HAITI-ANIMALS/
RTX24K4B
January 29, 2016
Dead and live goats are seen at La Saline slaughterhouse in Port-au-Prince, Haiti, March 19, 2015. Reuters...
Port-Au-Prince, Haiti
The Wider Image: Inside a Haitian slaughterhouse
Dead and live goats are seen at La Saline slaughterhouse in Port-au-Prince, Haiti, March 19, 2015. Reuters photographer Andres Martinez Casares: "The grunts of a pig or the bleating of a goat are one thing. Then there's the sound of animals about to be killed. That's something else. If you haven't heard that before, it's quite something. It's very early in the morning when this happens, well before dawn. Day after day, it's the same toil over and over again. The market of Croix des Bossales, in an area that once held a slave market, stands among impoverished Haiti's interim parliament compound, shipping ports, and downtown Port-au-Prince. The outdoor slaughterhouse of La Saline, which supplies the market, is mired in mud and littered with rubbish. It's a cluster of shacks, some with tin roofs, other with tarpaulins. It isn't among the best neighbourhoods, so to start with it was complicated being there. Little by little people became more trusting and let me work in peace to document the daily grind of killing and preparing the market. Smell is one of the most basic associations we have, taking us back to childhood or reminding us of a loved one. The stench produced from burning animal skins is very distinctive. But the smell that best defines this place is a mix of damp earth, animal dung and blood, which you can savour from the road when you pass by. If in the future I happen to chance on that kind of smell again, I am sure it will take me back to Port-au-Prince in the hours before dawn." REUTERS/Andres Martinez Casares SEARCH "SLAUGHTERHOUSE" FOR ALL IMAGES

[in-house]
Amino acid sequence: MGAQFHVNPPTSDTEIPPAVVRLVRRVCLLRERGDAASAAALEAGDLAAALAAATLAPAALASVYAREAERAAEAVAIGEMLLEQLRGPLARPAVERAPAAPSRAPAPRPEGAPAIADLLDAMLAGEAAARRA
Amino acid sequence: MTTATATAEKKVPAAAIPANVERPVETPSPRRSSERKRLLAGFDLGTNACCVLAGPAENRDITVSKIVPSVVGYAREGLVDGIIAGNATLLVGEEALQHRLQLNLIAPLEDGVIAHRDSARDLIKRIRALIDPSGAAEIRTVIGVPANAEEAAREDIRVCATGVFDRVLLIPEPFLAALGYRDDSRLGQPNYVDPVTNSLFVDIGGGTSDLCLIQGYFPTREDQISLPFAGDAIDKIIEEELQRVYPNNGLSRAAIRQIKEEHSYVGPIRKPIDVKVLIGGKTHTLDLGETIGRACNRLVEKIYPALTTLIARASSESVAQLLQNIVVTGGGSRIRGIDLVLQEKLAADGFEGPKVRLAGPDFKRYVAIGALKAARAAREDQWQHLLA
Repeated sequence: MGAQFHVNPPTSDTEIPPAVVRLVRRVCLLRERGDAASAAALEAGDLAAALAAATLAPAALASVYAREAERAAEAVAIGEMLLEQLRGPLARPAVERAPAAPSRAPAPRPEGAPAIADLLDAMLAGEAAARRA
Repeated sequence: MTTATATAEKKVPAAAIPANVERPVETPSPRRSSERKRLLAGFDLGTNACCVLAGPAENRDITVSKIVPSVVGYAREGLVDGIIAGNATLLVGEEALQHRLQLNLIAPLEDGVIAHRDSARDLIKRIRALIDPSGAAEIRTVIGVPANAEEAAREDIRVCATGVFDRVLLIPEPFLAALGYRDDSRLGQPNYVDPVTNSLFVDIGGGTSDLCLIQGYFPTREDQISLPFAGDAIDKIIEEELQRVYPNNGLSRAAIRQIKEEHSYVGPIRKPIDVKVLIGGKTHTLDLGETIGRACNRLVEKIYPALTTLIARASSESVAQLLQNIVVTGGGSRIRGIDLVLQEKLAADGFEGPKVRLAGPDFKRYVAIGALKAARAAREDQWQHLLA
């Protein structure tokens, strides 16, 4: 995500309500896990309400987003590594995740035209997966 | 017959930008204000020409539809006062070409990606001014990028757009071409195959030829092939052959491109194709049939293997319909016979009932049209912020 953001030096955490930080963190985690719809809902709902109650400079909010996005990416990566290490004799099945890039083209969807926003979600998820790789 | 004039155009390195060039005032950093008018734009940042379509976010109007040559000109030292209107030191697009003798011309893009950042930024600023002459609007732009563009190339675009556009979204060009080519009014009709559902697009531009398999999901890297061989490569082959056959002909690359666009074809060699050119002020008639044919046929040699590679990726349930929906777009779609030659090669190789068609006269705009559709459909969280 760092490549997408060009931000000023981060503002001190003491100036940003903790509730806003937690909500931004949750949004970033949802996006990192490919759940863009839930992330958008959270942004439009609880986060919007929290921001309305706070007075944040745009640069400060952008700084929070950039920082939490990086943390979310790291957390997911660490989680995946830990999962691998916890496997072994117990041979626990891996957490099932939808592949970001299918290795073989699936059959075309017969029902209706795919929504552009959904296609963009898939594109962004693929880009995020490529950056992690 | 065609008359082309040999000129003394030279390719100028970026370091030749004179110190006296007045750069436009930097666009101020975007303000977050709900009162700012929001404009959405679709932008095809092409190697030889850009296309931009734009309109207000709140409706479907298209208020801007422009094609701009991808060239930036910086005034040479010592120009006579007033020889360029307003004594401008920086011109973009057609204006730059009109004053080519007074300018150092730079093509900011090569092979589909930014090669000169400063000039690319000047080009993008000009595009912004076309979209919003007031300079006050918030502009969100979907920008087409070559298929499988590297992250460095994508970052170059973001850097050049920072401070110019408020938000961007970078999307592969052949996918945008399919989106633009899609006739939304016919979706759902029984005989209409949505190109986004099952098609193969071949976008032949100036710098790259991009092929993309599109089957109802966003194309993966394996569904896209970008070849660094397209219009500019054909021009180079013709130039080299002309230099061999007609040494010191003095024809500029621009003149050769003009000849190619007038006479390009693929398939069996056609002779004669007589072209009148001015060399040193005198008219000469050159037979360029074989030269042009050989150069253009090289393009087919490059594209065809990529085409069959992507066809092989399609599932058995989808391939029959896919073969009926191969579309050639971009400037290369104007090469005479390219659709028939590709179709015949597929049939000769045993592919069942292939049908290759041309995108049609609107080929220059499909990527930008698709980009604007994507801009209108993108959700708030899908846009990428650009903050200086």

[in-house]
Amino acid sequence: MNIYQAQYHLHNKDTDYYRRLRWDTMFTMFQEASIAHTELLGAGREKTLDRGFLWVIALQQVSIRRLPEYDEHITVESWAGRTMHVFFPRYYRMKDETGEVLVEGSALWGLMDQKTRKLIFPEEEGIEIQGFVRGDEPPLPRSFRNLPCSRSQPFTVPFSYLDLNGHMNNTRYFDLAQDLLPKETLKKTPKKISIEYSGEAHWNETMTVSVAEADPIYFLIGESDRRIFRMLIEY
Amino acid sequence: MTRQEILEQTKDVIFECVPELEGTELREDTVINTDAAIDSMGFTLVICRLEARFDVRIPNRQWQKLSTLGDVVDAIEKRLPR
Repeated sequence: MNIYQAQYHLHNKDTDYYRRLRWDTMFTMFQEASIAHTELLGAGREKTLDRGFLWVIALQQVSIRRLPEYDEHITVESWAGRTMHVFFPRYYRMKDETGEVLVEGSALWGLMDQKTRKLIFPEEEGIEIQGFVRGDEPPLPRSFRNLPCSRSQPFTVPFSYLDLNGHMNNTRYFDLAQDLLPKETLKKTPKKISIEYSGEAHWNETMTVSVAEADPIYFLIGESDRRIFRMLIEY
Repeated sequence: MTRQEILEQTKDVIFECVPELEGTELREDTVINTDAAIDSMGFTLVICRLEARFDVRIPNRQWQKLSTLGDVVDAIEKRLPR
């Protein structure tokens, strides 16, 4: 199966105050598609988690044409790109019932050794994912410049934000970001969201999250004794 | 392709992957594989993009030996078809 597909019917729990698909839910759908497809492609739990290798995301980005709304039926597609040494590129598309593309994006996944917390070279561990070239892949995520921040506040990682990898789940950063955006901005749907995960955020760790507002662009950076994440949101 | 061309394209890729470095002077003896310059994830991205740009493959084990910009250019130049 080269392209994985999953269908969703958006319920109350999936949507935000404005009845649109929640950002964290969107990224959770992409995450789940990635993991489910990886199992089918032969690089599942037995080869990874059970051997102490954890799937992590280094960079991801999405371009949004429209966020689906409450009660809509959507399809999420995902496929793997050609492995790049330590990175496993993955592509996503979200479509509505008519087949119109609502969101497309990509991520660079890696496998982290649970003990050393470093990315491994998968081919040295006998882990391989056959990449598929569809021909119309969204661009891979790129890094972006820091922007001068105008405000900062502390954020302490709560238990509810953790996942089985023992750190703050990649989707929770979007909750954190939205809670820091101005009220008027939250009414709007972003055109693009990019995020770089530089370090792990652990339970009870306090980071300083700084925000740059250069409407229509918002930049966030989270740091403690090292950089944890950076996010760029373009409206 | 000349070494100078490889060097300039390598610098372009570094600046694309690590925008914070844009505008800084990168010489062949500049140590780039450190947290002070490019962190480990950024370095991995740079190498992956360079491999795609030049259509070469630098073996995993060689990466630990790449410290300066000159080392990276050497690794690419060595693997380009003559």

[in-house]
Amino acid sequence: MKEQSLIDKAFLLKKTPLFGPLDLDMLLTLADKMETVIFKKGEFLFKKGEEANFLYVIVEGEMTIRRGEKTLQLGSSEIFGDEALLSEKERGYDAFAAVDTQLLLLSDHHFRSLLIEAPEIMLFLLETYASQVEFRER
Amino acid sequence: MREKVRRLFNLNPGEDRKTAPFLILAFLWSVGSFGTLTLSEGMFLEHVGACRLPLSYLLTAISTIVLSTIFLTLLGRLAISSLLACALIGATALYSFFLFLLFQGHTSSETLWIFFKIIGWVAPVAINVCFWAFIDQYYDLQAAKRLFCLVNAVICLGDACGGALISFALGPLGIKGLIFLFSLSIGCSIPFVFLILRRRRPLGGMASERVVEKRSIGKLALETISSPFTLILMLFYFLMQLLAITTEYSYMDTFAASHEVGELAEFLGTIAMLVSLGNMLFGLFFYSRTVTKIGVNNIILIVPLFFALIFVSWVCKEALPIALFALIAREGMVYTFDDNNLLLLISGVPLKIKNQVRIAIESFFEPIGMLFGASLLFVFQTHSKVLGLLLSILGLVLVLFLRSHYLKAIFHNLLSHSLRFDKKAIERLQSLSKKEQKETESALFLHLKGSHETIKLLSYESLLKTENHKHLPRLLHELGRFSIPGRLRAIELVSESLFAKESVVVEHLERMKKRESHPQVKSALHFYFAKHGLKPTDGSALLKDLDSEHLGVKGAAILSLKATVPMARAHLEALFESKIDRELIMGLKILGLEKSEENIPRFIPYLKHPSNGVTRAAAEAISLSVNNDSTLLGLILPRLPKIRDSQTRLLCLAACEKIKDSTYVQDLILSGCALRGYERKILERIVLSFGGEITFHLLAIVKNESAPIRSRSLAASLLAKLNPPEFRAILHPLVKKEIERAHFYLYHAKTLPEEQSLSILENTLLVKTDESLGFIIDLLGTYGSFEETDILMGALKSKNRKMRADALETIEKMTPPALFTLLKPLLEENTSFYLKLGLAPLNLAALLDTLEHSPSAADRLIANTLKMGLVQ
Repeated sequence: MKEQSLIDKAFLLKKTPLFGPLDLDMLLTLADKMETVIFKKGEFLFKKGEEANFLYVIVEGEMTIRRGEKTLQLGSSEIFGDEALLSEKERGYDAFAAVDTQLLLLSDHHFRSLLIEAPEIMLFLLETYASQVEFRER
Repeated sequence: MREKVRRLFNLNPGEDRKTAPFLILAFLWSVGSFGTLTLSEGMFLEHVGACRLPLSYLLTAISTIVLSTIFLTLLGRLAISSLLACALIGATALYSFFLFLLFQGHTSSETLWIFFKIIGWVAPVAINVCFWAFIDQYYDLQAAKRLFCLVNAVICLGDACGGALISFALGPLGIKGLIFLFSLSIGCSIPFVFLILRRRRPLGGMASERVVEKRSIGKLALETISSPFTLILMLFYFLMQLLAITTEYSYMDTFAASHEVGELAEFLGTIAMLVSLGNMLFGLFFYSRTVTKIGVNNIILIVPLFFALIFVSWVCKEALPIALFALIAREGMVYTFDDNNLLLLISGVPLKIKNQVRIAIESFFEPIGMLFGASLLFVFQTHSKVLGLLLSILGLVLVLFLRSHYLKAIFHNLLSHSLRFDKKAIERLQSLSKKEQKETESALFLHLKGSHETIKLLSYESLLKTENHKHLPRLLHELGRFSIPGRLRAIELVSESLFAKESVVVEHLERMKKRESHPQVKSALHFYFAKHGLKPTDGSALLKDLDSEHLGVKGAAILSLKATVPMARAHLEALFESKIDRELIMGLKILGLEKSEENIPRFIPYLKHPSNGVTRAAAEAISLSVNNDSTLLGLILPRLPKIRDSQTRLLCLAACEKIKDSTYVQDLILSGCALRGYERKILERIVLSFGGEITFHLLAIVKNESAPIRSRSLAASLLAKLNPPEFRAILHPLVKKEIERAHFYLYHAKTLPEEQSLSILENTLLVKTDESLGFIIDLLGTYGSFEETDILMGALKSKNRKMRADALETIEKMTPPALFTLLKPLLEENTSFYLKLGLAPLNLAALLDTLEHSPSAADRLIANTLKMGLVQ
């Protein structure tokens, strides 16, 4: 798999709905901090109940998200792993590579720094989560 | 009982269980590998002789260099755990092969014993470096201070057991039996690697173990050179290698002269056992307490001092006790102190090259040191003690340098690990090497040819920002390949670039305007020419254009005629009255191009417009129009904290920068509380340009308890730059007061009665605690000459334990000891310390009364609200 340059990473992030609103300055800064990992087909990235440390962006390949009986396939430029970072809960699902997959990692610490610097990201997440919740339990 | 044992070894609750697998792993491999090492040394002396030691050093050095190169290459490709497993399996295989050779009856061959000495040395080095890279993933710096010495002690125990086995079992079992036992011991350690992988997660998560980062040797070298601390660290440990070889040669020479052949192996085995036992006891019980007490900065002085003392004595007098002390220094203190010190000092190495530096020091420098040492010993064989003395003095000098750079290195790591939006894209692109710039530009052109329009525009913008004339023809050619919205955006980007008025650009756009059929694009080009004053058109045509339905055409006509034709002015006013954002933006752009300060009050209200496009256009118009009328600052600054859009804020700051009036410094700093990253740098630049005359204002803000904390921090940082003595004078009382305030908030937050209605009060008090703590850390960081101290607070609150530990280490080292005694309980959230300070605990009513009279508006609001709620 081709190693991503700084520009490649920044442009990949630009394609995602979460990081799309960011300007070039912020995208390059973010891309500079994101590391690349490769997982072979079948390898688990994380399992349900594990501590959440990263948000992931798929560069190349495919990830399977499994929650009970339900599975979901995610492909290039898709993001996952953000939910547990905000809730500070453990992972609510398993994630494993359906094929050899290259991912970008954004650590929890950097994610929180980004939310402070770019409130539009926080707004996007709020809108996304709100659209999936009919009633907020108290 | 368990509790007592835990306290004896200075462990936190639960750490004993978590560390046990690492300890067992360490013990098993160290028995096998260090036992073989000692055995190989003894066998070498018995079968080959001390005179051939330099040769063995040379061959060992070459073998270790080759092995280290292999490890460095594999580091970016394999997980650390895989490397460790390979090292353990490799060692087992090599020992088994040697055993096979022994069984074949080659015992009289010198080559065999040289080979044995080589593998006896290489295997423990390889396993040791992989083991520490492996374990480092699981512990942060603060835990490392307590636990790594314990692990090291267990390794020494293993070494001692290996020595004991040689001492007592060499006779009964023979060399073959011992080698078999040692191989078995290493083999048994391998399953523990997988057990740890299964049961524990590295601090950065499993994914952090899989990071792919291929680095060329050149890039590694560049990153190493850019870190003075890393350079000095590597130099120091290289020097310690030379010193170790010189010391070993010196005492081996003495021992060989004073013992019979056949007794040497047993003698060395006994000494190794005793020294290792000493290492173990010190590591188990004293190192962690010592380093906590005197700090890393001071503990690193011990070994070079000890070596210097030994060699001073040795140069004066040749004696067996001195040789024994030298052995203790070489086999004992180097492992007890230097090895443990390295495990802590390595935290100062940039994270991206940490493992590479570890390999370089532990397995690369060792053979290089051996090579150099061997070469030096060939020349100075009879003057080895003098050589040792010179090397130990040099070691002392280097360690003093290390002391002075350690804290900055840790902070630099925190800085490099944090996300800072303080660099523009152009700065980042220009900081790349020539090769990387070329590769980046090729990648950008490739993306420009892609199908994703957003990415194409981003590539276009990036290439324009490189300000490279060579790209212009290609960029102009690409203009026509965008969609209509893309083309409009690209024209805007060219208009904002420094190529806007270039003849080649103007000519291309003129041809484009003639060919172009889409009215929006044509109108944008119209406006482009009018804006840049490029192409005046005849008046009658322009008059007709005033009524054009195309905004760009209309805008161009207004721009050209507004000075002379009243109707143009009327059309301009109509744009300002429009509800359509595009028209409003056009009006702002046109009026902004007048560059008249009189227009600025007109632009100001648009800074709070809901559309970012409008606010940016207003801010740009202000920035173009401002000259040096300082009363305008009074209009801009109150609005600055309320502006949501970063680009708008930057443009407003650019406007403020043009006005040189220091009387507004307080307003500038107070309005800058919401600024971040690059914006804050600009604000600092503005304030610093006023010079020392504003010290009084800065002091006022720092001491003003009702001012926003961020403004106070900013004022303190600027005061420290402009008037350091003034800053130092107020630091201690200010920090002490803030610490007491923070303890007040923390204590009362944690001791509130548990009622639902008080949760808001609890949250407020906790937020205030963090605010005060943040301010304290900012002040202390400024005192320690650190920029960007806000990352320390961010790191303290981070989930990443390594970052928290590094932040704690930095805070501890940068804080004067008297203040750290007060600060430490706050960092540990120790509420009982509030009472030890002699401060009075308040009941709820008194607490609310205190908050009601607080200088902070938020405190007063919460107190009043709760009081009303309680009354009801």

HAITI-ANIMALS/
RTX24K49
January 29, 2016
A wheelbarrow loaded with two butchered pigs is seen at La Saline slaughterhouse in Port-au-Prince, Haiti,...
Port-Au-Prince, Haiti
The Wider Image: Inside a Haitian slaughterhouse
A wheelbarrow loaded with two butchered pigs is seen at La Saline slaughterhouse in Port-au-Prince, Haiti, March 19, 2015. Reuters photographer Andres Martinez Casares: "The grunts of a pig or the bleating of a goat are one thing. Then there's the sound of animals about to be killed. That's something else. If you haven't heard that before, it's quite something. It's very early in the morning when this happens, well before dawn. Day after day, it's the same toil over and over again. The market of Croix des Bossales, in an area that once held a slave market, stands among impoverished Haiti's interim parliament compound, shipping ports, and downtown Port-au-Prince. The outdoor slaughterhouse of La Saline, which supplies the market, is mired in mud and littered with rubbish. It's a cluster of shacks, some with tin roofs, other with tarpaulins. It isn't among the best neighbourhoods, so to start with it was complicated being there. Little by little people became more trusting and let me work in peace to document the daily grind of killing and preparing the market. Smell is one of the most basic associations we have, taking us back to childhood or reminding us of a loved one. The stench produced from burning animal skins is very distinctive. But the smell that best defines this place is a mix of damp earth, animal dung and blood, which you can savour from the road when you pass by. If in the future I happen to chance on that kind of smell again, I am sure it will take me back to Port-au-Prince in the hours before dawn." REUTERS/Andres Martinez Casares SEARCH "SLAUGHTERHOUSE" FOR ALL IMAGES